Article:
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Judge rules against allowing guns at Minnesota State Fair

Plus: several homes and cabins destroyed in Greenwood Fire; hundreds protest Line 3 at Minnesota State Capitol; South Dakota sees sixfold spike in COVID-19 infections following Sturgis rally; and more.

Minnesota State Fair entrance
MinnPost photo by Peter Callaghan

This from Theo Keith at FOX 9, “People with carry permits will not be able to bring their guns into the Minnesota State Fair, according to a ruling handed down by a Ramsey County District Court judge Wednesday. The Minnesota Gun Owners Caucus had filed a lawsuit for a temporary injunction to prohibit the fair and the Ramsey County Sheriff’s Office from enforcing the fair’s ban on bringing dangerous weapons onto the fairgrounds. … Judge Laura Nelson denied the temporary injunction. ‘The right to bear arms is not without limits and is subject to reasonable time, place, and manner restrictions,’ read the order.”

For MPR, Dan Kraker and Tim Nelson write: “Superior National Forest officials say 12 homes or cabins have been destroyed in the Greenwood Fire that has burned around 22,000 acres in northeast Minnesota and is not contained. An additional three dwellings were dmaged. A Forest Service spokesperson said 57 outbuildings were also destroyed in the fire.… The U.S. Forest Service extended the closure of the Boundary Waters Canoe Area Wilderness for another week and announced closures along a long stretch of the upper Gunflint Trail as multiple fires threaten northeastern Minnesota.”

Frederick Melo writes for the Pioneer Press: “The St. Paul City Council is once again looking to a controversial type of public subsidy to back private real estate development around Allianz Field. With the goal of jumpstarting major redevelopment, the city council on Wednesday voted 6-1 to allow redrawing, geographically expanding and adding 10 years to a “tax increment financing” district approved last November for the Snelling-Midway ‘super block.’… The $209.6 million district would span the area between St. Anthony Avenue and Interstate 94, and Pascal Street and Snelling Avenue.”

Also from FOX 9: “Hundreds of people made their way to the Minnesota State Capitol Wednesday to protest the Enbridge Energy Line 3 oil pipeline. The St. Paul Police Department estimated there were approximately 700 protesters walking from the Martin Luther King Recreation Center to the Capitol, where the ‘Treaties Not Tar Sands’ rally would take place. … Following the rally, some protesters are planning to camp out on the Capitol lawn. Protesters are calling on Gov. Tim Walz and President Joe Biden to stop construction on the Line 3 pipeline.”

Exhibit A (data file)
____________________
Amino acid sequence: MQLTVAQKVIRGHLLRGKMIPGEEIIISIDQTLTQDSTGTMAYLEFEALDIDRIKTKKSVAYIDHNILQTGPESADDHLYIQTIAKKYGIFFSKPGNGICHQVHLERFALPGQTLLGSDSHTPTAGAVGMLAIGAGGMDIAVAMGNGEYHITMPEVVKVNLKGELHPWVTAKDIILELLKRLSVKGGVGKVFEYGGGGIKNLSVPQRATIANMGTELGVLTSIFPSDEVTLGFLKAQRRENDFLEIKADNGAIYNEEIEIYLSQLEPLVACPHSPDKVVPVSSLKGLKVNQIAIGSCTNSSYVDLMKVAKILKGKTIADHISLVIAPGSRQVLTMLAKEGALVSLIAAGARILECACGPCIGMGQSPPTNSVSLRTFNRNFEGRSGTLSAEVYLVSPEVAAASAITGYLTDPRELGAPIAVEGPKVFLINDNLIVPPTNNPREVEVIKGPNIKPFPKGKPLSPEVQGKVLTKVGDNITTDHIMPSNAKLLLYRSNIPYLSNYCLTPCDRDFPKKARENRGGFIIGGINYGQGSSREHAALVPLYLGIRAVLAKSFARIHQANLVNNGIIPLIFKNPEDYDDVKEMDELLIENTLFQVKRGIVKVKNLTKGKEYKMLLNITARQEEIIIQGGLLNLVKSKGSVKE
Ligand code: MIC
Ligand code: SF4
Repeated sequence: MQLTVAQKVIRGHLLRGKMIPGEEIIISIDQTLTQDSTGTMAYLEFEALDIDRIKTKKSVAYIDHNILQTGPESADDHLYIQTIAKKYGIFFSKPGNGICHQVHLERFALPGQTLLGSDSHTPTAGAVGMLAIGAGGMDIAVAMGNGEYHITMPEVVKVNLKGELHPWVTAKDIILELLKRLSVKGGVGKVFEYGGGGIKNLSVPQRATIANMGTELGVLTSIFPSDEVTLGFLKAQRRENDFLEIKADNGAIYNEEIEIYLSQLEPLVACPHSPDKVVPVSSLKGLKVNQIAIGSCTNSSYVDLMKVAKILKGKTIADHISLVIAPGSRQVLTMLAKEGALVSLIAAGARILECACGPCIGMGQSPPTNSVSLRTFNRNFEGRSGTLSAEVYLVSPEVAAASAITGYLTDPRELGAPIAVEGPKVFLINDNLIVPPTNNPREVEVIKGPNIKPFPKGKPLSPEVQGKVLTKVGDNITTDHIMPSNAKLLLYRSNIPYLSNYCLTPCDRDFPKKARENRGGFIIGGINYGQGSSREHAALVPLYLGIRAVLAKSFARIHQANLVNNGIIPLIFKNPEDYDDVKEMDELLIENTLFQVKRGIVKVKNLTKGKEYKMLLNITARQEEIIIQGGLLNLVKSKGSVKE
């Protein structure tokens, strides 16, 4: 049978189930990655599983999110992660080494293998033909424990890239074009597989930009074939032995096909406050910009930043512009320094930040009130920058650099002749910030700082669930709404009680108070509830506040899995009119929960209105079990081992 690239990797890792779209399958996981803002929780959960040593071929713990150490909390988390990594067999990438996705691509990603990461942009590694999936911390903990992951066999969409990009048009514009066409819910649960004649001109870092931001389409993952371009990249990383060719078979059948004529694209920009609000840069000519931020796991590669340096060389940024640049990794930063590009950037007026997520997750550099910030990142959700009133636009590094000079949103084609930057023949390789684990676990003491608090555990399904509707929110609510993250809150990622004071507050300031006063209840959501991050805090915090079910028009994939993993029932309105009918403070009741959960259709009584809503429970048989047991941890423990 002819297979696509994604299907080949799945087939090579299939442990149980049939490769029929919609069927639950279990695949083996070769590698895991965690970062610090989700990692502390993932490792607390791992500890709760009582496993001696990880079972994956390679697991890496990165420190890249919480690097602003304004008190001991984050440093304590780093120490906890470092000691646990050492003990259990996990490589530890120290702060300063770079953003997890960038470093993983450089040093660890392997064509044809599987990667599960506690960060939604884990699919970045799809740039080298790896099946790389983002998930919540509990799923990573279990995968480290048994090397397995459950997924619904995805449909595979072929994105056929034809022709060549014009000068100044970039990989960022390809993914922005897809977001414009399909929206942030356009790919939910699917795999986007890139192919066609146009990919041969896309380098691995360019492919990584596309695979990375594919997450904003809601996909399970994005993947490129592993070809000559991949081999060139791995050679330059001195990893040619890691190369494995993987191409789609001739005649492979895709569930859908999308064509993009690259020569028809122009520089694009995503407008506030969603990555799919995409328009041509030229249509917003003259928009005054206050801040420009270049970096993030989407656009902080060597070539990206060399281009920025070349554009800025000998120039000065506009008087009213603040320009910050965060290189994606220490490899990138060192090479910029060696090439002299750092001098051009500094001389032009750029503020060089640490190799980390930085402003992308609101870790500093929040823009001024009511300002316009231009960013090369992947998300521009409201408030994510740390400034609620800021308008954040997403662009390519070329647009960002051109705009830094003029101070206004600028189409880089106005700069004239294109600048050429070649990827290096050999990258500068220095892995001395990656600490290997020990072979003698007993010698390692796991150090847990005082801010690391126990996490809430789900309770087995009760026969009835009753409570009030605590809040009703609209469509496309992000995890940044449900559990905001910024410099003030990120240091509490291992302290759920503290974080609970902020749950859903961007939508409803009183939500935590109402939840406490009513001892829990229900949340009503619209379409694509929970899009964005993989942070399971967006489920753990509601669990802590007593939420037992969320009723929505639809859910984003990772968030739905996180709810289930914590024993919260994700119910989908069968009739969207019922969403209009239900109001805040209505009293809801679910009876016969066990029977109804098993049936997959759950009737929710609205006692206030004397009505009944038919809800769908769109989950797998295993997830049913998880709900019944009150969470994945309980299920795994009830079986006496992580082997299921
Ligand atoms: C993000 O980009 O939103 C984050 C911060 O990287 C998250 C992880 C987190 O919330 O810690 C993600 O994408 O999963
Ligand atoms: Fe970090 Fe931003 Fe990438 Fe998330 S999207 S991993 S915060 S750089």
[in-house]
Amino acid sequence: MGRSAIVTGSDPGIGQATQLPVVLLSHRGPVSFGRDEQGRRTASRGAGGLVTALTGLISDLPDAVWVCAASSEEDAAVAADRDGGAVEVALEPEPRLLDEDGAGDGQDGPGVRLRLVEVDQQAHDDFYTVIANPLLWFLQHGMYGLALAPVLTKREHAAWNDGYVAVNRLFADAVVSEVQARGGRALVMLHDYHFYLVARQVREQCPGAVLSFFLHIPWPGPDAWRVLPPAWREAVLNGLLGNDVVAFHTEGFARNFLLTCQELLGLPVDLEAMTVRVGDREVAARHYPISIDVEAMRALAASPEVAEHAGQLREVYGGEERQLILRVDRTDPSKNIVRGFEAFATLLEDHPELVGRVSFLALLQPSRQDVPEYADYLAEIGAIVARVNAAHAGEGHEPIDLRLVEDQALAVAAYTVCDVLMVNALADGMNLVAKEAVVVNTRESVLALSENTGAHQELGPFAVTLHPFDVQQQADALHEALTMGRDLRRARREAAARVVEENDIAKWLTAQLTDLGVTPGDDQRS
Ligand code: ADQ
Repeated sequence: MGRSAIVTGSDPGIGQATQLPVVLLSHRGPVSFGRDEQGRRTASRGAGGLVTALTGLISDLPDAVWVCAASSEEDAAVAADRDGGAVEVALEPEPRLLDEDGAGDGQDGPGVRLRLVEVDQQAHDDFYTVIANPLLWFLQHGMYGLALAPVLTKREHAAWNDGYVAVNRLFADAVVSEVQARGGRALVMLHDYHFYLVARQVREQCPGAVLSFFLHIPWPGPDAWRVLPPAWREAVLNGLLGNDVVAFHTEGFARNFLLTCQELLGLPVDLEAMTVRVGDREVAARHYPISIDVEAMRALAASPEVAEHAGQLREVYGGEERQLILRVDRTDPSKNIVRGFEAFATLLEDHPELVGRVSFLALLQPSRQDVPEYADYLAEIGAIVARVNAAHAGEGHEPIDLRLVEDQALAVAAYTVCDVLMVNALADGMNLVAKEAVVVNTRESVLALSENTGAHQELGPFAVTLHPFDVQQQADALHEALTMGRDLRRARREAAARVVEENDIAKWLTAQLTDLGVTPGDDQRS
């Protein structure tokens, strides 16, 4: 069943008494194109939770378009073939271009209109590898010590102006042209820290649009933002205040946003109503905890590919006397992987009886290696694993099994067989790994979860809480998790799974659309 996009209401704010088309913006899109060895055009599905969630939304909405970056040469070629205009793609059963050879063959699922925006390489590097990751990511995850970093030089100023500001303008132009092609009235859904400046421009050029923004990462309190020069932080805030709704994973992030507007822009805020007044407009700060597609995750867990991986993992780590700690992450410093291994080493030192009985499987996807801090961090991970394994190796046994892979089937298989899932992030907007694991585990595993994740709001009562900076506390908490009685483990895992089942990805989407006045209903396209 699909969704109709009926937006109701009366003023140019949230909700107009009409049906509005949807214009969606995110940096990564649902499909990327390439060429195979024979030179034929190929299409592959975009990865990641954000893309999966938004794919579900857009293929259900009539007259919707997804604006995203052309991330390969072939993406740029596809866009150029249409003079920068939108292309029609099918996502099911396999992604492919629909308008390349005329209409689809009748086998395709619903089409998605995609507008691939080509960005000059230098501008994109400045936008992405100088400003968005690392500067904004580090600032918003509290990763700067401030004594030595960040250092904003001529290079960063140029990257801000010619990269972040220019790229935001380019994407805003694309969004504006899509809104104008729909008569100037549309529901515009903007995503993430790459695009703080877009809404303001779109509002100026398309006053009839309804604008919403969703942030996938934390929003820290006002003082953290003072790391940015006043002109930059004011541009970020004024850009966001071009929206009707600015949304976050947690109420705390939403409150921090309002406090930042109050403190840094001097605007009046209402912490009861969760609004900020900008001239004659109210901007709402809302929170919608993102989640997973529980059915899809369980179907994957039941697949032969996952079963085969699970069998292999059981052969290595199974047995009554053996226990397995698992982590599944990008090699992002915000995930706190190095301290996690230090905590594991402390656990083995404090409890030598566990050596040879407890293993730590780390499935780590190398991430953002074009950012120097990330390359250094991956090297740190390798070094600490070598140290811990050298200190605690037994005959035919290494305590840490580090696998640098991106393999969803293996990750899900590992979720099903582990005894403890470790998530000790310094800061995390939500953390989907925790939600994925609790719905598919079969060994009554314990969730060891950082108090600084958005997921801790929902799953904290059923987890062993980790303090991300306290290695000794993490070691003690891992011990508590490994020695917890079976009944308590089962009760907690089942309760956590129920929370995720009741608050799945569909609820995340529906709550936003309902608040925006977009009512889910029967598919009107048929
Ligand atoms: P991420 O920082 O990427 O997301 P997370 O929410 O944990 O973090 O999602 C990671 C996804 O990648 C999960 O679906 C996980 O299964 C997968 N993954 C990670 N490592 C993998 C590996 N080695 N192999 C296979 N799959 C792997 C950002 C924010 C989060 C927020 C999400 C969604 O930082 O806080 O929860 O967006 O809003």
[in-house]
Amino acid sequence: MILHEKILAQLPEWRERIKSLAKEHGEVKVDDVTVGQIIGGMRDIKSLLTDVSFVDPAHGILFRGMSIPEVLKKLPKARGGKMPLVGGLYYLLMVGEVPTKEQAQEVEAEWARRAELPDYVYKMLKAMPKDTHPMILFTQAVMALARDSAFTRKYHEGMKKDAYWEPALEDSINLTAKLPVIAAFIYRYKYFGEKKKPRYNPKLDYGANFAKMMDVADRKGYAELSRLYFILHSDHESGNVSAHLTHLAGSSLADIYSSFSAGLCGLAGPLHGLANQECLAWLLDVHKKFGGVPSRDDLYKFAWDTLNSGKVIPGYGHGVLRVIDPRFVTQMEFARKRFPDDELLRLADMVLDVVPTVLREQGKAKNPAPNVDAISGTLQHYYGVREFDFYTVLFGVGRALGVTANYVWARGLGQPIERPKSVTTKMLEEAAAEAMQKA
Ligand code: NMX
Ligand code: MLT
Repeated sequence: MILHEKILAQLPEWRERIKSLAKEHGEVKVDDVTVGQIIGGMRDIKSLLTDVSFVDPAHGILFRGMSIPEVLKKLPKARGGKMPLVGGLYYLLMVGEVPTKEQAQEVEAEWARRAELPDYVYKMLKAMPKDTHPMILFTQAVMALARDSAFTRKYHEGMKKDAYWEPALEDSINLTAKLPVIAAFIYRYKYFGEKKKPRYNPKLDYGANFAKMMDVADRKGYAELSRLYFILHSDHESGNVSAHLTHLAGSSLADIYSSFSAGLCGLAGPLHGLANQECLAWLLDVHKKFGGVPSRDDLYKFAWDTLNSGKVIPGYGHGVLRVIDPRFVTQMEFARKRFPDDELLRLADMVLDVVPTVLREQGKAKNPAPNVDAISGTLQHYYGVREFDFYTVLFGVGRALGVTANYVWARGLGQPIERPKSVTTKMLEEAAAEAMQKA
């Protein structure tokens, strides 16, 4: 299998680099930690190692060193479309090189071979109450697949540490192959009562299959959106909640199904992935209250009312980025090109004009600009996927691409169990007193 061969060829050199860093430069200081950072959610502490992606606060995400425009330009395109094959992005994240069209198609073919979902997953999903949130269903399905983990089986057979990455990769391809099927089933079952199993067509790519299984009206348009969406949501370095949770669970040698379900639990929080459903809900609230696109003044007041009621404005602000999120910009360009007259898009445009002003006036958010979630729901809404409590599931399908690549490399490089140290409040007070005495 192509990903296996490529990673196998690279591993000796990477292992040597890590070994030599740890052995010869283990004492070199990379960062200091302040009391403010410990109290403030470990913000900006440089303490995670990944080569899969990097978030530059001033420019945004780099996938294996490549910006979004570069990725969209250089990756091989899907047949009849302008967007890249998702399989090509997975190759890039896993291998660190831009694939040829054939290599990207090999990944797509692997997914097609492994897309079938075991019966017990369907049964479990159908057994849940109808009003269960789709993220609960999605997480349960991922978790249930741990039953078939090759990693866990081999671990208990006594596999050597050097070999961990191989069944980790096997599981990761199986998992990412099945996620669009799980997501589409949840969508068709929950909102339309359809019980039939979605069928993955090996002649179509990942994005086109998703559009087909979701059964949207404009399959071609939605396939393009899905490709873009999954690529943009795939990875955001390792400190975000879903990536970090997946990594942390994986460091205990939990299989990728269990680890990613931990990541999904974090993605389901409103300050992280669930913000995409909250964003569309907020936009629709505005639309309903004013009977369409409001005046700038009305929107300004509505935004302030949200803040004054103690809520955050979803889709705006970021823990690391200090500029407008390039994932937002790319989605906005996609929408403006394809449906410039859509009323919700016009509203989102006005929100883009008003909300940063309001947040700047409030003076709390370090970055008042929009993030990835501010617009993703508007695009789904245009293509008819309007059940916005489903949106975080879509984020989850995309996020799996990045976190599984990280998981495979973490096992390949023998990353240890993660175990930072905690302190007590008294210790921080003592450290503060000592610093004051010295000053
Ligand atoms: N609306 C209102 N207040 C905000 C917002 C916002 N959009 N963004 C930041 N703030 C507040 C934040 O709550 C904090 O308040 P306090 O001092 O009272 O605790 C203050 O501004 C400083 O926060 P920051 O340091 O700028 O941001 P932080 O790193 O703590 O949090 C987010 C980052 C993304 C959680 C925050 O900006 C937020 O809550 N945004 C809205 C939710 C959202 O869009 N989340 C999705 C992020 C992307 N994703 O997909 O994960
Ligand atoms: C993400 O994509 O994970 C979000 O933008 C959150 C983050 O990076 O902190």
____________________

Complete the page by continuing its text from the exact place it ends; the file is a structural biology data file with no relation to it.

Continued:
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A WCCO-TV story says, “Workers at some Twin Cities area hospitals say they’re starting to see available ICU beds coming very close to filling completely up as the COVID-19 Delta variant continues to surge in the state. According to the latest figures from the Minnesota Department of Health, 97.5% of ICU beds in the metro area are currently in use. The situation is almost as bad in southeastern Minnesota, where only eight beds are still open (or 3.6%). … Health officials on Tuesday said they’re nervous about the large crowds expected at fair as the highly contagious delta variant circulates statewide.”

The Star Tribune’s Chris Riemenschneider writes, “Harry Styles is drawing a thick line for his long-awaited ‘Fine Line’ tour when it comes to COVID-19 safety protocols, including new plans for his St. Paul date at Xcel Energy Center on Sept. 22. The pop megastar announced Wednesday that he will not only require proof of vaccine or negative test results at all his upcoming shows, he is also implementing a mask mandate each night. This is the strictest two-part policy yet by a major concert tour since the delta variant started driving up virus infection rates again this summer.”

Also in the Star Tribune, Stephen Montemayor says,Mike Lindell’s federal countersuits against a voting machine company are being moved to the Washington, D.C.-based federal court where the MyPillow CEO and his Chaska-based company face $1.3 billion in defamation claims. U.S. District Judge Patrick Schiltz on Wednesday ordered the two lawsuits filed by Lindell and MyPillow against Dominion Voting Systems and Smartmatic transferred to the District of Columbia, where a judge recently ruled the defamation suit against Lindell over his claims that those companies helped steal the 2020 election can continue.”

At The Daily Beast, Tom Lawrence and Justin Rohrlich report, “South Dakota Attorney General Jason Ravnsborg, the state’s top law enforcement officer, will reportedly plead guilty to misdemeanor traffic charges stemming from a fatal hit-and-run in September 2020 that killed a 55-year-old man walking along the shoulder of U.S. Highway 14. In an interview with the Associated Press, Beadle County State’s Attorney Michael Moore said, ‘[T]here won’t be a trial and there will be a plea entered,’ citing a court order he said prevented him from sharing further details.”

For NBC News, Ben Kesslen and Joe Murphy report: “Two weeks after the annual motorcycle rally in Sturgis, South Dakota, reported Covid infections in the state have risen nearly sixfold. South Dakota counted 3,819 new cases in the past two weeks, including seven deaths, up from 644 cases in the 14 days preceding it. That makes it the state with the largest percent increase in Covid cases in the past two weeks. … Meade County, home to Sturgis, has counted 330 new cases in the last two weeks, up from the 20 reported in the two weeks before the rally, according to Johns Hopkins University’s case count.”